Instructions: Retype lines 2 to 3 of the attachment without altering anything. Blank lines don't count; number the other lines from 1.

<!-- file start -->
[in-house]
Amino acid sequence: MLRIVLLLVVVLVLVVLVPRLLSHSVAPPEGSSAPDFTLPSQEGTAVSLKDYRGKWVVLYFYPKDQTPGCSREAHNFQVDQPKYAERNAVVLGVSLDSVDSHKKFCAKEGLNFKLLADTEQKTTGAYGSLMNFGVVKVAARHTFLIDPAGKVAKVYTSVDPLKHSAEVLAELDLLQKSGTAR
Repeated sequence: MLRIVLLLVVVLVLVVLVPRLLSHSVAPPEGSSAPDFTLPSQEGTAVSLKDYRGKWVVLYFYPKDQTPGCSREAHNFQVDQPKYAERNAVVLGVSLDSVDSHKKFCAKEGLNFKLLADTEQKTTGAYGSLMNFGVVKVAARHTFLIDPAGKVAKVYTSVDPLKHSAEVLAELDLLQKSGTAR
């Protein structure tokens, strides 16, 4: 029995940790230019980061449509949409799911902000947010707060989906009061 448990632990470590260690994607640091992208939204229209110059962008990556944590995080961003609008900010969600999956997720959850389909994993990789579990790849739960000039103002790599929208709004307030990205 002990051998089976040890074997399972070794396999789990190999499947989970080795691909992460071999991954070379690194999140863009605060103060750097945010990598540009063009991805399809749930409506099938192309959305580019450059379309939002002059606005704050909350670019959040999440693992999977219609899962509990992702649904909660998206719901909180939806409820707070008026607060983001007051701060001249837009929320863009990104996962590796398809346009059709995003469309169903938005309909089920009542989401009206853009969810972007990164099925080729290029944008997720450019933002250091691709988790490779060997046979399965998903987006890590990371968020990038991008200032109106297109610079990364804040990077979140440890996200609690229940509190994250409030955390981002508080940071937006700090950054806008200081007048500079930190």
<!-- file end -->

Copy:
Amino acid sequence: MLRIVLLLVVVLVLVVLVPRLLSHSVAPPEGSSAPDFTLPSQEGTAVSLKDYRGKWVVLYFYPKDQTPGCSREAHNFQVDQPKYAERNAVVLGVSLDSVDSHKKFCAKEGLNFKLLADTEQKTTGAYGSLMNFGVVKVAARHTFLIDPAGKVAKVYTSVDPLKHSAEVLAELDLLQKSGTAR
Repeated sequence: MLRIVLLLVVVLVLVVLVPRLLSHSVAPPEGSSAPDFTLPSQEGTAVSLKDYRGKWVVLYFYPKDQTPGCSREAHNFQVDQPKYAERNAVVLGVSLDSVDSHKKFCAKEGLNFKLLADTEQKTTGAYGSLMNFGVVKVAARHTFLIDPAGKVAKVYTSVDPLKHSAEVLAELDLLQKSGTAR